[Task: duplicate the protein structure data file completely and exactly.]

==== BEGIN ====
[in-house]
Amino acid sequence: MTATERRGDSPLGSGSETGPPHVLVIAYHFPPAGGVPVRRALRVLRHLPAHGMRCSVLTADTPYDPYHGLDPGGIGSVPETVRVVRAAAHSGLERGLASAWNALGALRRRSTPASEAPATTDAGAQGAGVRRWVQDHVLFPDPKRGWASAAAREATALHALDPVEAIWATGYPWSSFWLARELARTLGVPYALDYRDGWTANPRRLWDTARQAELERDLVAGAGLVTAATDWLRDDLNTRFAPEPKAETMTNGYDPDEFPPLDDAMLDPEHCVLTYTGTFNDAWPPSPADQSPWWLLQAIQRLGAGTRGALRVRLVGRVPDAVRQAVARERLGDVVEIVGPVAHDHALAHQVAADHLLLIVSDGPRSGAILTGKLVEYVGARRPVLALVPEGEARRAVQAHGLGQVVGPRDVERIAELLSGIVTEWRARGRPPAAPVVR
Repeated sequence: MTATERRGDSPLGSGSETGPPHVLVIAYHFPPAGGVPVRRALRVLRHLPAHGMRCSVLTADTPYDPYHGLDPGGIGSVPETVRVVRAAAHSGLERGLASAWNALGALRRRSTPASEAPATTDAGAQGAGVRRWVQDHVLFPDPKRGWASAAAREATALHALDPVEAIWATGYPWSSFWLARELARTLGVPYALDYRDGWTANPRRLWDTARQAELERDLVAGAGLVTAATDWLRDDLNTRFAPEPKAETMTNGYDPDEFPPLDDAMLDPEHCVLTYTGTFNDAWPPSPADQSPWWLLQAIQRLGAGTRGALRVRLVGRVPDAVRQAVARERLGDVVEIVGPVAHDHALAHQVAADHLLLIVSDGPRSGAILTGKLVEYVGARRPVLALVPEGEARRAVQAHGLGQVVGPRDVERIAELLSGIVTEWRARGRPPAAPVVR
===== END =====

[in-house]
Amino acid sequence: MTATERRGDSPLGSGSETGPPHVLVIAYHFPPAGGVPVRRALRVLRHLPAHGMRCSVLTADTPYDPYHGLDPGGIGSVPETVRVVRAAAHSGLERGLASAWNALGALRRRSTPASEAPATTDAGAQGAGVRRWVQDHVLFPDPKRGWASAAAREATALHALDPVEAIWATGYPWSSFWLARELARTLGVPYALDYRDGWTANPRRLWDTARQAELERDLVAGAGLVTAATDWLRDDLNTRFAPEPKAETMTNGYDPDEFPPLDDAMLDPEHCVLTYTGTFNDAWPPSPADQSPWWLLQAIQRLGAGTRGALRVRLVGRVPDAVRQAVARERLGDVVEIVGPVAHDHALAHQVAADHLLLIVSDGPRSGAILTGKLVEYVGARRPVLALVPEGEARRAVQAHGLGQVVGPRDVERIAELLSGIVTEWRARGRPPAAPVVR
Repeated sequence: MTATERRGDSPLGSGSETGPPHVLVIAYHFPPAGGVPVRRALRVLRHLPAHGMRCSVLTADTPYDPYHGLDPGGIGSVPETVRVVRAAAHSGLERGLASAWNALGALRRRSTPASEAPATTDAGAQGAGVRRWVQDHVLFPDPKRGWASAAAREATALHALDPVEAIWATGYPWSSFWLARELARTLGVPYALDYRDGWTANPRRLWDTARQAELERDLVAGAGLVTAATDWLRDDLNTRFAPEPKAETMTNGYDPDEFPPLDDAMLDPEHCVLTYTGTFNDAWPPSPADQSPWWLLQAIQRLGAGTRGALRVRLVGRVPDAVRQAVARERLGDVVEIVGPVAHDHALAHQVAADHLLLIVSDGPRSGAILTGKLVEYVGARRPVLALVPEGEARRAVQAHGLGQVVGPRDVERIAELLSGIVTEWRARGRPPAAPVVR